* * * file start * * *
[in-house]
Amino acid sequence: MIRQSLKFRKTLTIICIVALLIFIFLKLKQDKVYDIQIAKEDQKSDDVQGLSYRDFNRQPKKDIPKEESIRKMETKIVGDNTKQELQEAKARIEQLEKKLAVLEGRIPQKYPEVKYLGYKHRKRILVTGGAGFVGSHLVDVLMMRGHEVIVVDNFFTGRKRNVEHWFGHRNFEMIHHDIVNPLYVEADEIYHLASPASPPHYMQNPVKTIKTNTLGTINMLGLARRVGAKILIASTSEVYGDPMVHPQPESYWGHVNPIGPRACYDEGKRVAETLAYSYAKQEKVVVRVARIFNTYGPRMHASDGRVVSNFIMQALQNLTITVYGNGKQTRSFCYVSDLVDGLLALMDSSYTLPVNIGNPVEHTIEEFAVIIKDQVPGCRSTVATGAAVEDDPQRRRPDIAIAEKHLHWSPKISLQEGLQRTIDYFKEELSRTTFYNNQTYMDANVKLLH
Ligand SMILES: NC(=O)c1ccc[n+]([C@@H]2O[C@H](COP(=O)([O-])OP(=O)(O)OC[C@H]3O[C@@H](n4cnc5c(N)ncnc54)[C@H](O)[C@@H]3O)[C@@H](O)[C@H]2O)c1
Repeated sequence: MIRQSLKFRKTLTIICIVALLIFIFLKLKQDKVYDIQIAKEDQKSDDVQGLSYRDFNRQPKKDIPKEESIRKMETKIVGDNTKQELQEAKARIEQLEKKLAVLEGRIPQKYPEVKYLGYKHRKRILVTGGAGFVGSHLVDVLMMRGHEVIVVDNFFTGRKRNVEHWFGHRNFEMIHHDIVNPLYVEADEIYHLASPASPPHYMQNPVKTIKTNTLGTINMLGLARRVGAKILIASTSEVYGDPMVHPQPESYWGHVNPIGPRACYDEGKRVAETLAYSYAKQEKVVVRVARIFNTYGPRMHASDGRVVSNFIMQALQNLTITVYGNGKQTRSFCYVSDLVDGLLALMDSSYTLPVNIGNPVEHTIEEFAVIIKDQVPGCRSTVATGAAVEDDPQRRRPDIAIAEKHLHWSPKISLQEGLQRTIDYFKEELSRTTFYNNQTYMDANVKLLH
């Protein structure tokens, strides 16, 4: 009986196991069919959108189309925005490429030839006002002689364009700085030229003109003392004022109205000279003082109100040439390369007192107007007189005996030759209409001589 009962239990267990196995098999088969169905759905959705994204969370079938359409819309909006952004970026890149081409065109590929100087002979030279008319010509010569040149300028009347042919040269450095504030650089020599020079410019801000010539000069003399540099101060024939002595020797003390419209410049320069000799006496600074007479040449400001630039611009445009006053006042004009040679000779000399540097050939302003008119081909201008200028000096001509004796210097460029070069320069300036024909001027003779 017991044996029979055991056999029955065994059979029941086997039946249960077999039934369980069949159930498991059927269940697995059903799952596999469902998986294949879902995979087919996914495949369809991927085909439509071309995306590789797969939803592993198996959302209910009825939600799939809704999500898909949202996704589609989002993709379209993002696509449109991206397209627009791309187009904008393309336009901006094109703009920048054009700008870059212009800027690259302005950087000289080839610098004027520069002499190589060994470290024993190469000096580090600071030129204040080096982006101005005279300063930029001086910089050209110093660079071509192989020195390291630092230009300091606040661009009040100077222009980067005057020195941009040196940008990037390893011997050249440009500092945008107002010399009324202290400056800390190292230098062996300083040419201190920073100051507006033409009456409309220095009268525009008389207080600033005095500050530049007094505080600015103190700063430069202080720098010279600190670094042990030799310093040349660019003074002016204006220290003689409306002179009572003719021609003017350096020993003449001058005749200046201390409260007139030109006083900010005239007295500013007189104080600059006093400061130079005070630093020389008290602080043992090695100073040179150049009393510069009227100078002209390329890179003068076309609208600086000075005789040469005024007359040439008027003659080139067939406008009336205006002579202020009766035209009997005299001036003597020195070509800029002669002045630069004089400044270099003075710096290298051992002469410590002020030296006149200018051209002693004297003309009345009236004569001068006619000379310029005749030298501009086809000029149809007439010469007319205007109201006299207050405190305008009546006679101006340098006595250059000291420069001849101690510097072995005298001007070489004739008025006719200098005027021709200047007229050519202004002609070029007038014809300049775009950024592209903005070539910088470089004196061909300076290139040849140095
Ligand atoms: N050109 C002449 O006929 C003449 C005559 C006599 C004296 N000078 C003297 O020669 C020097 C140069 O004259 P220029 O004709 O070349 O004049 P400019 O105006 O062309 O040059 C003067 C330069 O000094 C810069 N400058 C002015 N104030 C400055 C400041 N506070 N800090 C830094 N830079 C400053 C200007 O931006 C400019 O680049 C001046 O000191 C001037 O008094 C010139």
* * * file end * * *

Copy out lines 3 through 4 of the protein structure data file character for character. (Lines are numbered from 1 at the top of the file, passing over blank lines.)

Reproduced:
Ligand SMILES: NC(=O)c1ccc[n+]([C@@H]2O[C@H](COP(=O)([O-])OP(=O)(O)OC[C@H]3O[C@@H](n4cnc5c(N)ncnc54)[C@H](O)[C@@H]3O)[C@@H](O)[C@H]2O)c1
Repeated sequence: MIRQSLKFRKTLTIICIVALLIFIFLKLKQDKVYDIQIAKEDQKSDDVQGLSYRDFNRQPKKDIPKEESIRKMETKIVGDNTKQELQEAKARIEQLEKKLAVLEGRIPQKYPEVKYLGYKHRKRILVTGGAGFVGSHLVDVLMMRGHEVIVVDNFFTGRKRNVEHWFGHRNFEMIHHDIVNPLYVEADEIYHLASPASPPHYMQNPVKTIKTNTLGTINMLGLARRVGAKILIASTSEVYGDPMVHPQPESYWGHVNPIGPRACYDEGKRVAETLAYSYAKQEKVVVRVARIFNTYGPRMHASDGRVVSNFIMQALQNLTITVYGNGKQTRSFCYVSDLVDGLLALMDSSYTLPVNIGNPVEHTIEEFAVIIKDQVPGCRSTVATGAAVEDDPQRRRPDIAIAEKHLHWSPKISLQEGLQRTIDYFKEELSRTTFYNNQTYMDANVKLLH